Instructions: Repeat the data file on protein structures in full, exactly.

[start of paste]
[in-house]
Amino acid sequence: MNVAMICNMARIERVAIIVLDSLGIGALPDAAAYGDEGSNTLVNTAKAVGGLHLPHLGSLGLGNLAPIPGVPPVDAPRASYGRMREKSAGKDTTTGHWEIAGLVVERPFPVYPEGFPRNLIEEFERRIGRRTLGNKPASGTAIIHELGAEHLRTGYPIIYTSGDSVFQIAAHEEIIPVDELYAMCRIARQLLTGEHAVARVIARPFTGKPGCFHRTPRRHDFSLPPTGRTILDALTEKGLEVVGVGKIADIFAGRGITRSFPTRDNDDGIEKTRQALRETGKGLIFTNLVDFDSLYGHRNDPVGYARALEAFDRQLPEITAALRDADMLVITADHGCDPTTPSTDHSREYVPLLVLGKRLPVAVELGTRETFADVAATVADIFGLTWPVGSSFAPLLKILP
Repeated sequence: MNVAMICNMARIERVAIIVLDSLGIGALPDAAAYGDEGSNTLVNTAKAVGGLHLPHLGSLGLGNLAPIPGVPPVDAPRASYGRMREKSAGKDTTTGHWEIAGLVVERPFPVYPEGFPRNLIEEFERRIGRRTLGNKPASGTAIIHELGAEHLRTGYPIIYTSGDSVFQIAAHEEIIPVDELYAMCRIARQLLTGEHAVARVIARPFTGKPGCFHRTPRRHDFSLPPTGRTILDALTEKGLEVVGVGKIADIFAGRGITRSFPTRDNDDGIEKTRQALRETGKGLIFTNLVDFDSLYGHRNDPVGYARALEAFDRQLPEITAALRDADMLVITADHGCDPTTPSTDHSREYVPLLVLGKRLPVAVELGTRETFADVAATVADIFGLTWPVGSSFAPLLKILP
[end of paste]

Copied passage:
[in-house]
Amino acid sequence: MNVAMICNMARIERVAIIVLDSLGIGALPDAAAYGDEGSNTLVNTAKAVGGLHLPHLGSLGLGNLAPIPGVPPVDAPRASYGRMREKSAGKDTTTGHWEIAGLVVERPFPVYPEGFPRNLIEEFERRIGRRTLGNKPASGTAIIHELGAEHLRTGYPIIYTSGDSVFQIAAHEEIIPVDELYAMCRIARQLLTGEHAVARVIARPFTGKPGCFHRTPRRHDFSLPPTGRTILDALTEKGLEVVGVGKIADIFAGRGITRSFPTRDNDDGIEKTRQALRETGKGLIFTNLVDFDSLYGHRNDPVGYARALEAFDRQLPEITAALRDADMLVITADHGCDPTTPSTDHSREYVPLLVLGKRLPVAVELGTRETFADVAATVADIFGLTWPVGSSFAPLLKILP
Repeated sequence: MNVAMICNMARIERVAIIVLDSLGIGALPDAAAYGDEGSNTLVNTAKAVGGLHLPHLGSLGLGNLAPIPGVPPVDAPRASYGRMREKSAGKDTTTGHWEIAGLVVERPFPVYPEGFPRNLIEEFERRIGRRTLGNKPASGTAIIHELGAEHLRTGYPIIYTSGDSVFQIAAHEEIIPVDELYAMCRIARQLLTGEHAVARVIARPFTGKPGCFHRTPRRHDFSLPPTGRTILDALTEKGLEVVGVGKIADIFAGRGITRSFPTRDNDDGIEKTRQALRETGKGLIFTNLVDFDSLYGHRNDPVGYARALEAFDRQLPEITAALRDADMLVITADHGCDPTTPSTDHSREYVPLLVLGKRLPVAVELGTRETFADVAATVADIFGLTWPVGSSFAPLLKILP